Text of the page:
Last of the Red-Hot MiG Designers
Rostislav Belyakov engineered some of history’s most famous jet fighters
The obituaries for Rostislav Belyakov are short, almost mysterious. He was 94 and an engineer—and the chief designer at MiG, manufacturer of some of the world’s most famous combat jets.
Balyakov died on Feb. 28.
Most of the obits resemble this brief Associated Press story, which notes that Belyakov joined MiG as a young engineer in 1941, became deputy chief designer in 1957 and then succeeded Artyom Mikoyan as chief designer in 1969.
“Belyakov led the development of a family of MiG fighters, including MiG-23, MiG-25, MiG-29 and their versions, which have been the backbone of the Soviet and then Russian air forces,” the AP repoted, adding that the engineer “was showered with state awards and honors, but his name was unknown to the public until the Soviet collapse.”
According to a Russian aviation Website, in 1997 Belyakov “was appointed the counselor of the general designer,” presumably meaning he became a consultant or designer emeritus.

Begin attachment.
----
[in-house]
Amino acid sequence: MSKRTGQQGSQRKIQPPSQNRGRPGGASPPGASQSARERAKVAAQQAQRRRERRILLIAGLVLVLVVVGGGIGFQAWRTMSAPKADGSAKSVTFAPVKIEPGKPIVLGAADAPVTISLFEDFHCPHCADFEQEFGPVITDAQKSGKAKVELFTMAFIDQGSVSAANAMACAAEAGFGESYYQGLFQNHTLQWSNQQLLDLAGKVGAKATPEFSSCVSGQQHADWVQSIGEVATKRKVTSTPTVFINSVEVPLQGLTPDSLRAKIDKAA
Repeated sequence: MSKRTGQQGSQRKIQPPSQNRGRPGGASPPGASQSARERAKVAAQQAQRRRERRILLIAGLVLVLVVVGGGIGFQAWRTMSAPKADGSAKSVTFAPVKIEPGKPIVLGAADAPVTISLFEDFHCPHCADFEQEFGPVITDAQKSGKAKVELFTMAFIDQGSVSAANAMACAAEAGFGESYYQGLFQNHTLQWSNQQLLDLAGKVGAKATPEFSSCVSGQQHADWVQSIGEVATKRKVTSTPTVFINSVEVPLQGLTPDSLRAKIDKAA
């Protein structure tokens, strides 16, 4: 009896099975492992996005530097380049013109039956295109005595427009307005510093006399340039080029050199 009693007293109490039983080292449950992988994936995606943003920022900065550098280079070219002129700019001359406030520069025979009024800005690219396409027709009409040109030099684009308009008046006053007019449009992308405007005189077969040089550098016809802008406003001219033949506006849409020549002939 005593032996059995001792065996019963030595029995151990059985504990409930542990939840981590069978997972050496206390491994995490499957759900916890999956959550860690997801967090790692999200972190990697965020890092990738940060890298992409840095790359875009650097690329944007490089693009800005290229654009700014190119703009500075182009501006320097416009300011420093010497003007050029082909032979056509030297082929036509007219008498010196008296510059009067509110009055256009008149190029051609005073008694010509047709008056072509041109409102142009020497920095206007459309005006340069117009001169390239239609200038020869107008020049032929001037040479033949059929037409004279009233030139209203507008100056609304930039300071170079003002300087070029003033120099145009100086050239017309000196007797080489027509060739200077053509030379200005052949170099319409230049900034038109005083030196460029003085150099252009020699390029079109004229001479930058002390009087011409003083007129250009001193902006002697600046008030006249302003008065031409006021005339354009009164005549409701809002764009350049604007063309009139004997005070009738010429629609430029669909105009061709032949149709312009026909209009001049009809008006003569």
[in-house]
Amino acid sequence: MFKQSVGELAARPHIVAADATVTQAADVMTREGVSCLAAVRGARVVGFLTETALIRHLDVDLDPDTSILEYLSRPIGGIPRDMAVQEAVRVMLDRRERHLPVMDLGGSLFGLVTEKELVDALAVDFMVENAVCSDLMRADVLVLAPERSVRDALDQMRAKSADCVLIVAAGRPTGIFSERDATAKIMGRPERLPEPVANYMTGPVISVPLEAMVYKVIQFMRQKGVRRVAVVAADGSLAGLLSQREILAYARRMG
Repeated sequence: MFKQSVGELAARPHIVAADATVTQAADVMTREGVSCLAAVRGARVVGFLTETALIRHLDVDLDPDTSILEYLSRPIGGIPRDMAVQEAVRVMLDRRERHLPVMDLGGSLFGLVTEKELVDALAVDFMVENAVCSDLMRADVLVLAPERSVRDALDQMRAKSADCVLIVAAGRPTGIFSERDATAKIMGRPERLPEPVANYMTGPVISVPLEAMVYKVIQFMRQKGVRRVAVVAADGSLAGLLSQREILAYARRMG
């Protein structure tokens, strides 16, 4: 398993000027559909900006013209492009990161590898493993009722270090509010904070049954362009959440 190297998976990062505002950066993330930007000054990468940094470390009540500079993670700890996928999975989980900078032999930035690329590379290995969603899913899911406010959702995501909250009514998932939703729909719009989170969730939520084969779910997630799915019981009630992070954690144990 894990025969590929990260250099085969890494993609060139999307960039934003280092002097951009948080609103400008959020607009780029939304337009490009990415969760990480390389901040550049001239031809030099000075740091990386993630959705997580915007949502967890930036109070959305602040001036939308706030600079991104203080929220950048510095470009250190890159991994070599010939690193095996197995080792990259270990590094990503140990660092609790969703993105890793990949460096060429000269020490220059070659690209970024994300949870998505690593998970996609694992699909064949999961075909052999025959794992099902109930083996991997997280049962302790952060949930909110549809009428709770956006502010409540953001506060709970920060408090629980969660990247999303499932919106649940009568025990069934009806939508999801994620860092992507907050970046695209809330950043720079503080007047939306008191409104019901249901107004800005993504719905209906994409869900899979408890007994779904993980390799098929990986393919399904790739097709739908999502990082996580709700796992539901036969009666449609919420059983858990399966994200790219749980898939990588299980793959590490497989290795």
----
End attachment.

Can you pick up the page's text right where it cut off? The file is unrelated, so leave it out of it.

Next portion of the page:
We don’t know much about Belyakov, but we can surmise that he had an interesting career, to say the least. If he became a designer in 1941, he was building planes for Stalin at a time when designers like Andrei Tupolev were drawing up aircraft blueprints from inside a Soviet penal laboratory.
Rather than speak of Belyakov, we should let his work speak for itself. The MiG-21 Fishbed proved a worthy adversary for U.S. aircraft during the Vietnam War. Many air forces still use the tiny jet.
The MiG-25 Foxbat set speed and altitude records in the 1960s. The MiG-29 Fulcrum with its helmet-mounted sight was reckoned a deadly opponent against contemporary American warplanes like the F/A-18 Hornet. The MiG-31 Foxhound, a sort of 1980s upgrade of the MiG-25, was the first fighter with a passive electronically scanned array radar.
On the other hand, Belyakov might not want to be remembered for the MiG-23 Flogger or its MiG-27 ground attack variant, swing-wing aircraft that were easy prey for Israeli F-15 Eagles over Lebanon in 1982.
He probably was too late to design the latest MiGs, such as the MiG-35. Yet Belyakov has left a legacy of aircraft design that few can match.